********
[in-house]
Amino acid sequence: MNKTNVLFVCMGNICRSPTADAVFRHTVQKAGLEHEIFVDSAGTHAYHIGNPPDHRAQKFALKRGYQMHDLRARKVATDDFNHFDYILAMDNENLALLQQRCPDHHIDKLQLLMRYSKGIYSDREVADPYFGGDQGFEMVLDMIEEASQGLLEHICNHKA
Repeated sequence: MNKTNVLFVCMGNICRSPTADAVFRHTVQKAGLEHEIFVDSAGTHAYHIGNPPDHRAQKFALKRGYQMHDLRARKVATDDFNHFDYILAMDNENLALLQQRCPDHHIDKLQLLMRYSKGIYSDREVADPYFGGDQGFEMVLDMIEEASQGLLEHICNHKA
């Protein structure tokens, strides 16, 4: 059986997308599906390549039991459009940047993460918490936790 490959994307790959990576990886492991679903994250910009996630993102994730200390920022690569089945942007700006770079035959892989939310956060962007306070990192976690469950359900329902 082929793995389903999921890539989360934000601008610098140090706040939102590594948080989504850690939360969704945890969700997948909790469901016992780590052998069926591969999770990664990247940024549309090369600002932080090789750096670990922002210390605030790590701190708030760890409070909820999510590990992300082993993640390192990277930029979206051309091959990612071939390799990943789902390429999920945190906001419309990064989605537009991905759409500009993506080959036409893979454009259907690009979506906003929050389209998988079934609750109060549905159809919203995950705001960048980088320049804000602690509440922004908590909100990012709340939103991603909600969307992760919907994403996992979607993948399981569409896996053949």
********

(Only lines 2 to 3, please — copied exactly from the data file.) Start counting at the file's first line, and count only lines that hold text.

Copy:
Amino acid sequence: MNKTNVLFVCMGNICRSPTADAVFRHTVQKAGLEHEIFVDSAGTHAYHIGNPPDHRAQKFALKRGYQMHDLRARKVATDDFNHFDYILAMDNENLALLQQRCPDHHIDKLQLLMRYSKGIYSDREVADPYFGGDQGFEMVLDMIEEASQGLLEHICNHKA
Repeated sequence: MNKTNVLFVCMGNICRSPTADAVFRHTVQKAGLEHEIFVDSAGTHAYHIGNPPDHRAQKFALKRGYQMHDLRARKVATDDFNHFDYILAMDNENLALLQQRCPDHHIDKLQLLMRYSKGIYSDREVADPYFGGDQGFEMVLDMIEEASQGLLEHICNHKA